Alexander Hamilton Papers
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To Alexander Hamilton from George Clinton, 5 March 1778

From George Clinton

Poughkeepsie [New York] 5th March 1778.

Dear Sir,

I have received your Favour of the 13th Feb’y last. Your other Letter has not reached me. I am so Circumstanced at present so much to do & no Body to assist me that I can hardly steal a Moment to write to my Friends tho their Letters always afford me the greatest Pleasure. May I then hope Sir that you will continue to write me frequently tho I shoud not prove a very punctual Correspondent. When I shall have more Leisure I hereby promise to pay the Debt with Interest. I wish the Defects of a certain great Body were less apparent. Even their Want of Wisdom but too Evident in most of their Measures woud in that Case be less Injurious. A New Mode of doing Business by Proxy is very Fashionable whenever any alarming Difficulties arise they are referred to the New B of W1 & by them to the Executive Powers of the different States; this alone is a glaring Evidence of Weakness & Incapacity. Coud our Soldiery subsist on Resolves, they woud never want Food or Cloathing. Resolves are most Powerful Expedients. They are to fill to Cloath to Feed & pay our Armies at least this is the Language which the late Conduct of our Masters speak.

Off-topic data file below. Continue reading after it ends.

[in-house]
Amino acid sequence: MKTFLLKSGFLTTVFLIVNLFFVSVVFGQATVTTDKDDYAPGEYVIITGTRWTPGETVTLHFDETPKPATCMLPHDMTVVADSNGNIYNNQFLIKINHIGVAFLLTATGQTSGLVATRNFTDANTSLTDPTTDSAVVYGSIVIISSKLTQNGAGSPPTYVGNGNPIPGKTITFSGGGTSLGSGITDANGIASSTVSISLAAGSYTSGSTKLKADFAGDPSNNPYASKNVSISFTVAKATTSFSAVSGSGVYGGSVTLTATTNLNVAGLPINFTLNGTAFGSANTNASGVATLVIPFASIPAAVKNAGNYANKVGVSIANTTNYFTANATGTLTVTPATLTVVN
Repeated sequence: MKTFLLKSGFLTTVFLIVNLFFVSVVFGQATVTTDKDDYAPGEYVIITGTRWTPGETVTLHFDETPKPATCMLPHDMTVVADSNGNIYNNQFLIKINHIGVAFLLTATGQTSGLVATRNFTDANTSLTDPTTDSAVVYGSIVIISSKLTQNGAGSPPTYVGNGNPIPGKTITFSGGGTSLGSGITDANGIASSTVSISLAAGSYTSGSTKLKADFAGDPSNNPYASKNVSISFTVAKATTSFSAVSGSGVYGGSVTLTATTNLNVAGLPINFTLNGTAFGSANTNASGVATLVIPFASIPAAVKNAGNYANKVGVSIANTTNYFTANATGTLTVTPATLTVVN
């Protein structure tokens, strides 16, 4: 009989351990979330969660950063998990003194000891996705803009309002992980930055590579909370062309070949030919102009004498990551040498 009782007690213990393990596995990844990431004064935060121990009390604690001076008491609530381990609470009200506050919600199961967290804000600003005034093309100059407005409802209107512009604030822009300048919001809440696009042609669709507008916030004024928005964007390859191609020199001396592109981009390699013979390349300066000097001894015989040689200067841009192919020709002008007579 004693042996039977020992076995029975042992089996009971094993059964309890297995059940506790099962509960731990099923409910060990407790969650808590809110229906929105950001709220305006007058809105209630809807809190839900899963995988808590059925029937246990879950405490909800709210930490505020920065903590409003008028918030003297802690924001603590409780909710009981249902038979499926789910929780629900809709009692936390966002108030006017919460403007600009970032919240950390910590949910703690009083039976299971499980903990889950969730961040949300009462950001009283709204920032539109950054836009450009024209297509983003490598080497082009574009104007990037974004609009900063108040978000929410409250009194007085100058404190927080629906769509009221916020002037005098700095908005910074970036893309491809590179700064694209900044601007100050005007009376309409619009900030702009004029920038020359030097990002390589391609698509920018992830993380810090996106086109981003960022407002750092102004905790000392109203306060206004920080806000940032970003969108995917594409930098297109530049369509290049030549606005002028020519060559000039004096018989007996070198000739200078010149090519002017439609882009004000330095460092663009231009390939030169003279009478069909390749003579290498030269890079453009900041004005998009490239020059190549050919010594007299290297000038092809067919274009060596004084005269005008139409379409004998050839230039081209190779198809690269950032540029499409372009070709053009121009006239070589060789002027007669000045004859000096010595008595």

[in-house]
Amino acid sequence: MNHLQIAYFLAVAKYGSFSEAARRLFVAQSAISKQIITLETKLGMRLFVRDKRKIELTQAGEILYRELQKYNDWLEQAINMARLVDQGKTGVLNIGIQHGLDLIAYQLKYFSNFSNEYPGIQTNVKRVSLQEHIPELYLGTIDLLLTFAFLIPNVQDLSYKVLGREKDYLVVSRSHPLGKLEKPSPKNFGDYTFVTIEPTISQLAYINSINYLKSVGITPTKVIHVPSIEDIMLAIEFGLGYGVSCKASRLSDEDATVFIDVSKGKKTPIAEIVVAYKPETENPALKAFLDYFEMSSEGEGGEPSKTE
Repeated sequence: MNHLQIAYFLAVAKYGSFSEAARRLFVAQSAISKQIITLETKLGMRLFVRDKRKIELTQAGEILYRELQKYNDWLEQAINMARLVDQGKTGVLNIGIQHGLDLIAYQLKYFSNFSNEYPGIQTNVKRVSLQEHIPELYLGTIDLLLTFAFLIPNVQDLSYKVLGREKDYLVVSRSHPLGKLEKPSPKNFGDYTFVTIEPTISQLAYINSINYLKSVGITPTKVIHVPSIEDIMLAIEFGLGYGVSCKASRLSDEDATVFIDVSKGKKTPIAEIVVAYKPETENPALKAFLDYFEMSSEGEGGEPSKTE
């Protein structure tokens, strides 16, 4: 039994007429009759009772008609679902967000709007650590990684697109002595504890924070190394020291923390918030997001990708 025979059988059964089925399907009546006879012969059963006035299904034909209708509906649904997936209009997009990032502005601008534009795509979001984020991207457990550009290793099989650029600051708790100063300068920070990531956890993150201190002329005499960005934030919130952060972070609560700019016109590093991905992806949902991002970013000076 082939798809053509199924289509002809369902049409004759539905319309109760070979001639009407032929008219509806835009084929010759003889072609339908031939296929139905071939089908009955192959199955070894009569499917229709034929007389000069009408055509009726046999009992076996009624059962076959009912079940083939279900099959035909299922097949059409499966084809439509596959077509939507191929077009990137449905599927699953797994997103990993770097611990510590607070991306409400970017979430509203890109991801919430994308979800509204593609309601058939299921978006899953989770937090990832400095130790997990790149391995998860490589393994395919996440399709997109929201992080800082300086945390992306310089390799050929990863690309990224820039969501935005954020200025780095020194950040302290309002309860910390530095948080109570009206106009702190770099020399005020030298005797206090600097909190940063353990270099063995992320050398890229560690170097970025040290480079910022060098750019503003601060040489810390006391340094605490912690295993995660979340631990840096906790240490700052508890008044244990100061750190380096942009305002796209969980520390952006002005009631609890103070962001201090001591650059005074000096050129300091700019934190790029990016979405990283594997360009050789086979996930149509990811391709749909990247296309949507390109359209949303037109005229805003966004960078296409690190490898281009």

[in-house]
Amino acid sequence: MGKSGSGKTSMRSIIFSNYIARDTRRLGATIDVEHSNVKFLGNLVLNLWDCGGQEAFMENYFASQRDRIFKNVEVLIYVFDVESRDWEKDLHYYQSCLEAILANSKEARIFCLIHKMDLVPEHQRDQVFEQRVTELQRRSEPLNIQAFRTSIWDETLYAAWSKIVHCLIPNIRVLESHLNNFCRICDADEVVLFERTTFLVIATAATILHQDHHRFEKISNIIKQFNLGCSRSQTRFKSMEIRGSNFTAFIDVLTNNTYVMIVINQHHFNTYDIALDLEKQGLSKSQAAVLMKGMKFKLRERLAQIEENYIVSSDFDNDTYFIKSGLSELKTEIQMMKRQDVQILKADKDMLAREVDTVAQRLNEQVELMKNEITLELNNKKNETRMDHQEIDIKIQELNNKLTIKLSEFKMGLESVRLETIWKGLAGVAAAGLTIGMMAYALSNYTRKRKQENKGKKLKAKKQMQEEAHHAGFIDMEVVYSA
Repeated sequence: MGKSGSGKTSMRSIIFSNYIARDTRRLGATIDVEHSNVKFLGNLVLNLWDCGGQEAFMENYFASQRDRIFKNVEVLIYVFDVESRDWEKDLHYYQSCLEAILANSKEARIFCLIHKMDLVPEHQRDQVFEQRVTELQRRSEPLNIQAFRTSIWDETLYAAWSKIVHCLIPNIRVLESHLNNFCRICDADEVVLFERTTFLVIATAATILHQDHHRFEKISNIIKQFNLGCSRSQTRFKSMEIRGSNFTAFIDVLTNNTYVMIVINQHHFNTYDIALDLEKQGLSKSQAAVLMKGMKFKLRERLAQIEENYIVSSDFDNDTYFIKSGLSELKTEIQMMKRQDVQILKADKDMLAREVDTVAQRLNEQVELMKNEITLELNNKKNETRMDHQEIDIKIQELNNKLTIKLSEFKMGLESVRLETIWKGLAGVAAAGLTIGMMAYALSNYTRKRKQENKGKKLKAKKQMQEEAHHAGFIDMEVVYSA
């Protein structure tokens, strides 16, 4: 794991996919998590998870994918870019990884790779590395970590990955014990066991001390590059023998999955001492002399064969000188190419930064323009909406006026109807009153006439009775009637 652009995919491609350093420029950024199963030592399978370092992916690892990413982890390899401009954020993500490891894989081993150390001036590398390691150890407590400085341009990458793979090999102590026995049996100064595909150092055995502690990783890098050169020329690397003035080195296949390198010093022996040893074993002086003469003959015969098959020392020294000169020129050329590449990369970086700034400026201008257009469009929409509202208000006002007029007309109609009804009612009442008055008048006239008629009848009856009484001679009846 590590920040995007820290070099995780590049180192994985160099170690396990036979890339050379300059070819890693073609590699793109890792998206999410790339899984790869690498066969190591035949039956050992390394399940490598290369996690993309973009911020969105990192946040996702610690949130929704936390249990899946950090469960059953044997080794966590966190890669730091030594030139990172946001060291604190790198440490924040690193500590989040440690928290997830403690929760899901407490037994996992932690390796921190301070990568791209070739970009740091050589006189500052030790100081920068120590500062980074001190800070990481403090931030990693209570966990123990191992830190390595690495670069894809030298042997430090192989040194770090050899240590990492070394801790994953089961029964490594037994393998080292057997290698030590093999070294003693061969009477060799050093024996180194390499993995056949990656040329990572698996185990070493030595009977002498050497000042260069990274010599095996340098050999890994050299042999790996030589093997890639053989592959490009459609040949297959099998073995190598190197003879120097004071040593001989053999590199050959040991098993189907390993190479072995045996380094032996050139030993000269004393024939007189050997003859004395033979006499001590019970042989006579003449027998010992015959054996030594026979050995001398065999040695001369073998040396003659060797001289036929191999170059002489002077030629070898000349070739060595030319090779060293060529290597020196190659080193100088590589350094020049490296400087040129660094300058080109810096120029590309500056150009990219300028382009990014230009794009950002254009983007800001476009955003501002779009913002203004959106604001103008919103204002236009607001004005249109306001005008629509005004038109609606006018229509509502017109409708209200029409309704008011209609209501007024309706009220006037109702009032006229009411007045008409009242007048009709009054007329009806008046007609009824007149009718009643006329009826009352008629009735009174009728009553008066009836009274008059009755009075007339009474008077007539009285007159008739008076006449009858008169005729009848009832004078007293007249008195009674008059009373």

I need not ask you who contrived & planned the Northern Expedition, I have seen the Marquis’s Instructions.2 They are a Curiosity indeed. They suppose the Enemy are to be pannic Struck & fly on the Approach of our Army. Our Army you may be assured were to take the advantage of this pursue them & take Possession of Montreal with all the public Stores & Cloathing therein &ca. &ca. What a Pitty we had not Men sufficient to have carried all this into Execution that those we had were not cloathed or paid that Provissions & Forrage had not been provided in Season.

I wish Jay or Livingston3 or both in Congress tho they coud be illy spared from here, but this cant be at present. I am D’r Sir &c.

(G. C.)

I take for granted that Military Men burn Confidential Letters for fear of accidents as soon as they are read.

Public Papers of George Clinton description begins Public Papers of George Clinton (New York and Albany, 1900). description ends , II, 865–66.

1A new Board of War, with Major General Horatio Gates as president, had been established by Congress in November, 1777.

2This is a reference to a plan considered by the Board of War for the invasion of Canada. The Marquis de Lafayette was to be in titular command of this expedition, but Major General Thomas Conway, Washington’s principal critic and opponent, also hoped to become the leader of the expedition. Clinton’s remark on “who contrived & planned the Northern Expedition” is presumably a reference to Gates.

3Robert R. Livingston.

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